In True Detective’s second season, Colin Farrell is playing exactly to type. As the washed-up, corrupt Detective Ray Velcoro, his skin looks leathery, his temples are gray, and he pours endless glasses of whiskey under his push-broom mustache. If brooding were an Olympic sport, Farrell would be a repeat medalist, and so it seems hardly notable that he’s endured in an industry that loves haunted male protagonists. But Farrell’s career in many ways has subverted the typical Hollywood model. After becoming a pin-up early in his career, and taking on high-profile roles in huge studio movies, he flamed out, personally and professionally. But failure, rather than ending his career, allowed him to tackle more daring and versatile roles, and find subsequent credibility as an actor.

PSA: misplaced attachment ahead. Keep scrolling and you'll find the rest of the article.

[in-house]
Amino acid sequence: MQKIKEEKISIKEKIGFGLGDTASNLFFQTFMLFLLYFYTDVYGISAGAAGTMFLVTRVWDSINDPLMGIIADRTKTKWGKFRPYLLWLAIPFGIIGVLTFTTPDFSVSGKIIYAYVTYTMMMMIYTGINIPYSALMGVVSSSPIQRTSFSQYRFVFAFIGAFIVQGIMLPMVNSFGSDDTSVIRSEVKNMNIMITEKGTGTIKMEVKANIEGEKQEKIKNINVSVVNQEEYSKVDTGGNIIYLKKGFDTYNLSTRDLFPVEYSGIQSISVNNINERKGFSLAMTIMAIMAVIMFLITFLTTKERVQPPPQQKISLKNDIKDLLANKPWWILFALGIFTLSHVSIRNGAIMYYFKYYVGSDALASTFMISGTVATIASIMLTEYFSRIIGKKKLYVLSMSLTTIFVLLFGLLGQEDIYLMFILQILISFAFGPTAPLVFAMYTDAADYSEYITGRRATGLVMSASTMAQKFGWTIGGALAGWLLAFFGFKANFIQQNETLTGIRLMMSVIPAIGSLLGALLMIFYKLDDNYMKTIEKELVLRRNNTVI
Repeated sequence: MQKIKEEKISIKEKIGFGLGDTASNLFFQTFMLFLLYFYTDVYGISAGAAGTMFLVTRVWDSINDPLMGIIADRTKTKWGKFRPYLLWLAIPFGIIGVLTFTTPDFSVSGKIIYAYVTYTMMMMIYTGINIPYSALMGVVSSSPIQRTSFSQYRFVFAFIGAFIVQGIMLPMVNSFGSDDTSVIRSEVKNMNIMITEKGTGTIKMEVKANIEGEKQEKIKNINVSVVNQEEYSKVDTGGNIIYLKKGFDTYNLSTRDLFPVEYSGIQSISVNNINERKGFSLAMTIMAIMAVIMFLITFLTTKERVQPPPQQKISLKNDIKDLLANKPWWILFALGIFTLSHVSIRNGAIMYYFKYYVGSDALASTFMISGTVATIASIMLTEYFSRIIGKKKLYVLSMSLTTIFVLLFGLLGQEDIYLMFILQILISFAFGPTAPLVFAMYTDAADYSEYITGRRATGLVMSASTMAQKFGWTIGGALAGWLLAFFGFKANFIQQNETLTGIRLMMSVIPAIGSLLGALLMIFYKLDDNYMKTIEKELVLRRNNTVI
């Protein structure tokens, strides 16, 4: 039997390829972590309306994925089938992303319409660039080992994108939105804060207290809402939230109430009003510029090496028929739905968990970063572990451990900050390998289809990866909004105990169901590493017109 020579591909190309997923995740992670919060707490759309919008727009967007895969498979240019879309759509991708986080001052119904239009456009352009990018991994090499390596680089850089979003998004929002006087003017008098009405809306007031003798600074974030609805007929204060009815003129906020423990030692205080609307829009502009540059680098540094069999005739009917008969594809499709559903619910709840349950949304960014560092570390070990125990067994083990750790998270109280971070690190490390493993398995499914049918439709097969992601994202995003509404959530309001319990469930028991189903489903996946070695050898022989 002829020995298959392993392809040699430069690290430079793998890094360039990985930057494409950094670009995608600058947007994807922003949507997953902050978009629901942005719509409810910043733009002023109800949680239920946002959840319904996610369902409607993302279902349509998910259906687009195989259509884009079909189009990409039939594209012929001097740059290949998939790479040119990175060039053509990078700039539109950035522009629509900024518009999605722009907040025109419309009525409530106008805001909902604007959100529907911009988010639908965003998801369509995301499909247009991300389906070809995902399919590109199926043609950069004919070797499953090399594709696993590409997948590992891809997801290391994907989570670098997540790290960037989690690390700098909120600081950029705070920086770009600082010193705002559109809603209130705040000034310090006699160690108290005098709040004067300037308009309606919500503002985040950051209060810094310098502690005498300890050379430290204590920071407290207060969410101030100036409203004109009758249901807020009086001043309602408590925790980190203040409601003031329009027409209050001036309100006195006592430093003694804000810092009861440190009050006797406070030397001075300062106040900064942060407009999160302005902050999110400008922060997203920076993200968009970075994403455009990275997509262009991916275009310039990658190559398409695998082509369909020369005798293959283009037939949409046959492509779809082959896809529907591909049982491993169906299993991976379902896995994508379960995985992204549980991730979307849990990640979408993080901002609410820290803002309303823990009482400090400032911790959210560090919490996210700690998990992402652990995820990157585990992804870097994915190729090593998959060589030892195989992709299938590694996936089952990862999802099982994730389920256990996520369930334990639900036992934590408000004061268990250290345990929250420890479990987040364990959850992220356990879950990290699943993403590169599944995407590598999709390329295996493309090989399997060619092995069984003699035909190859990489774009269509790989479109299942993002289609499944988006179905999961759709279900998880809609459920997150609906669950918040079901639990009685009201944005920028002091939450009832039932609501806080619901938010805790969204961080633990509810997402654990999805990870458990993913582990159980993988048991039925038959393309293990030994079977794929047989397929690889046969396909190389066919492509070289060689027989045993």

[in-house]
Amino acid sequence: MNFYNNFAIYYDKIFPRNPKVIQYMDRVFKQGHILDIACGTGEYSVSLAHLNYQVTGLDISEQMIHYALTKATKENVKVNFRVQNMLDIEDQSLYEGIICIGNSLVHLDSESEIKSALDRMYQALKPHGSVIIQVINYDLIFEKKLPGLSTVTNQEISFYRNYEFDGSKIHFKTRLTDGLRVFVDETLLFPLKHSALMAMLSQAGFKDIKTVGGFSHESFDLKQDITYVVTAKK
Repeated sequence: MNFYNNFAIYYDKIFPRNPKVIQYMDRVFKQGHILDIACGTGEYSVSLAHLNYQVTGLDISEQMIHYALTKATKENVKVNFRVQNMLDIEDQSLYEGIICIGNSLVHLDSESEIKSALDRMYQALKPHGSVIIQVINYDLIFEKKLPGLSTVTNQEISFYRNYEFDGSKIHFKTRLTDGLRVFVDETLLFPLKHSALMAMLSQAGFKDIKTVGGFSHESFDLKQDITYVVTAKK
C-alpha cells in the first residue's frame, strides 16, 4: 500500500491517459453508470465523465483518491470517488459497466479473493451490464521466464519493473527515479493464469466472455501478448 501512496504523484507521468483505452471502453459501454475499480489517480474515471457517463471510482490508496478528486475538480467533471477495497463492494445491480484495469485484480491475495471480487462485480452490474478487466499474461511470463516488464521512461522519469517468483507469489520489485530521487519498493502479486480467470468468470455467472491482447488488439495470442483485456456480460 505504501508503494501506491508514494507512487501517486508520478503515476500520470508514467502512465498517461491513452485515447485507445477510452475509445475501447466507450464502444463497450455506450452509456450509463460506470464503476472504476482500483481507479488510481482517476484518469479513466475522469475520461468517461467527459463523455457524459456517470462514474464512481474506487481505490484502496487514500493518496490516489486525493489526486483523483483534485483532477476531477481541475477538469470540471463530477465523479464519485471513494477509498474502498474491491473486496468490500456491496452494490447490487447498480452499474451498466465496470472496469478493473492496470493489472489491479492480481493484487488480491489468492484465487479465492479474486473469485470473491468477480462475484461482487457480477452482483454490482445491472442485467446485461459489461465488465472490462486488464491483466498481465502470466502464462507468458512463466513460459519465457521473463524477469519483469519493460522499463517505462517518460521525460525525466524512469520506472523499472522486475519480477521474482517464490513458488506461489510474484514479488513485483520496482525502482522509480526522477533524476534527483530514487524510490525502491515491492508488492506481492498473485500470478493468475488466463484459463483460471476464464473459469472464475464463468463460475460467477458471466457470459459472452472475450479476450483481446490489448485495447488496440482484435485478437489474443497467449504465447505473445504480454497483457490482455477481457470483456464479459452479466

Farrell entered show business as a ready-made star, thrust at audiences in the kind of pandering Hollywood way that almost guarantees backlash. He had the charisma to sell subpar work, but whenever he was given the chance to cut loose, it was in trashy genre exercises like Phone Booth or Daredevil that critics largely ignored. Following the initial boom and bust of his early years in Hollywood, though, Farrell has carved out a more serious reputation by working with legendary directors, taking on offbeat projects, or both. It’s the opposite of the typical A-list trajectory: Actors like Jennifer Lawrence or Leonardo DiCaprio started small and built up credibility in independent movies before transitioning to blockbusters. Farrell, by contrast, was thrust into that territory instantly, and it almost proved his undoing.